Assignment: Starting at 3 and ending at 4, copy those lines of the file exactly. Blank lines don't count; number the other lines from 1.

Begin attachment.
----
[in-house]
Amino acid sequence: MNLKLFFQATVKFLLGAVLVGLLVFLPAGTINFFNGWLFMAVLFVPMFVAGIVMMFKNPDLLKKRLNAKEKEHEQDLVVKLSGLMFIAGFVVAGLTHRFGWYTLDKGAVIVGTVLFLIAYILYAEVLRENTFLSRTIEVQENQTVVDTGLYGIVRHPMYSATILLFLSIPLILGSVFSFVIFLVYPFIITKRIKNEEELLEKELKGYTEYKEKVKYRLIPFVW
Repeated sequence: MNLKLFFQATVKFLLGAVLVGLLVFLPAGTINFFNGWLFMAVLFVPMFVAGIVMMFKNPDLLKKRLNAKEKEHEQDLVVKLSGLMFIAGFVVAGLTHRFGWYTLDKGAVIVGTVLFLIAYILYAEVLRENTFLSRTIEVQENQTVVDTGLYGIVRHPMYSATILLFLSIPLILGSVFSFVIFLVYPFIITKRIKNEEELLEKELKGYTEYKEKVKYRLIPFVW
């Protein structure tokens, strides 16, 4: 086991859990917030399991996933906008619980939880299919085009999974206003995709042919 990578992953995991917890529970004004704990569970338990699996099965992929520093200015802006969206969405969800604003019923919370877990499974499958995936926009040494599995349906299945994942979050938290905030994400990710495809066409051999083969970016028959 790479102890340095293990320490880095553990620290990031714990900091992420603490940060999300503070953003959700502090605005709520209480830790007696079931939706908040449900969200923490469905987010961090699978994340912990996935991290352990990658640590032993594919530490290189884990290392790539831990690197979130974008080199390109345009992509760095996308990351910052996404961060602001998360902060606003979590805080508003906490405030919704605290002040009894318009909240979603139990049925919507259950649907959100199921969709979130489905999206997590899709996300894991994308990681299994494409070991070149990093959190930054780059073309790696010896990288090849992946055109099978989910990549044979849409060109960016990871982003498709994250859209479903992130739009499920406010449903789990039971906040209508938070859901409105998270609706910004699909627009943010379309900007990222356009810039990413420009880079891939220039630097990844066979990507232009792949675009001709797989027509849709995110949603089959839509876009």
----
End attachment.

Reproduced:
Repeated sequence: MNLKLFFQATVKFLLGAVLVGLLVFLPAGTINFFNGWLFMAVLFVPMFVAGIVMMFKNPDLLKKRLNAKEKEHEQDLVVKLSGLMFIAGFVVAGLTHRFGWYTLDKGAVIVGTVLFLIAYILYAEVLRENTFLSRTIEVQENQTVVDTGLYGIVRHPMYSATILLFLSIPLILGSVFSFVIFLVYPFIITKRIKNEEELLEKELKGYTEYKEKVKYRLIPFVW
């Protein structure tokens, strides 16, 4: 086991859990917030399991996933906008619980939880299919085009999974206003995709042919 990578992953995991917890529970004004704990569970338990699996099965992929520093200015802006969206969405969800604003019923919370877990499974499958995936926009040494599995349906299945994942979050938290905030994400990710495809066409051999083969970016028959 790479102890340095293990320490880095553990620290990031714990900091992420603490940060999300503070953003959700502090605005709520209480830790007696079931939706908040449900969200923490469905987010961090699978994340912990996935991290352990990658640590032993594919530490290189884990290392790539831990690197979130974008080199390109345009992509760095996308990351910052996404961060602001998360902060606003979590805080508003906490405030919704605290002040009894318009909240979603139990049925919507259950649907959100199921969709979130489905999206997590899709996300894991994308990681299994494409070991070149990093959190930054780059073309790696010896990288090849992946055109099978989910990549044979849409060109960016990871982003498709994250859209479903992130739009499920406010449903789990039971906040209508938070859901409105998270609706910004699909627009943010379309900007990222356009810039990413420009880079891939220039630097990844066979990507232009792949675009001709797989027509849709995110949603089959839509876009």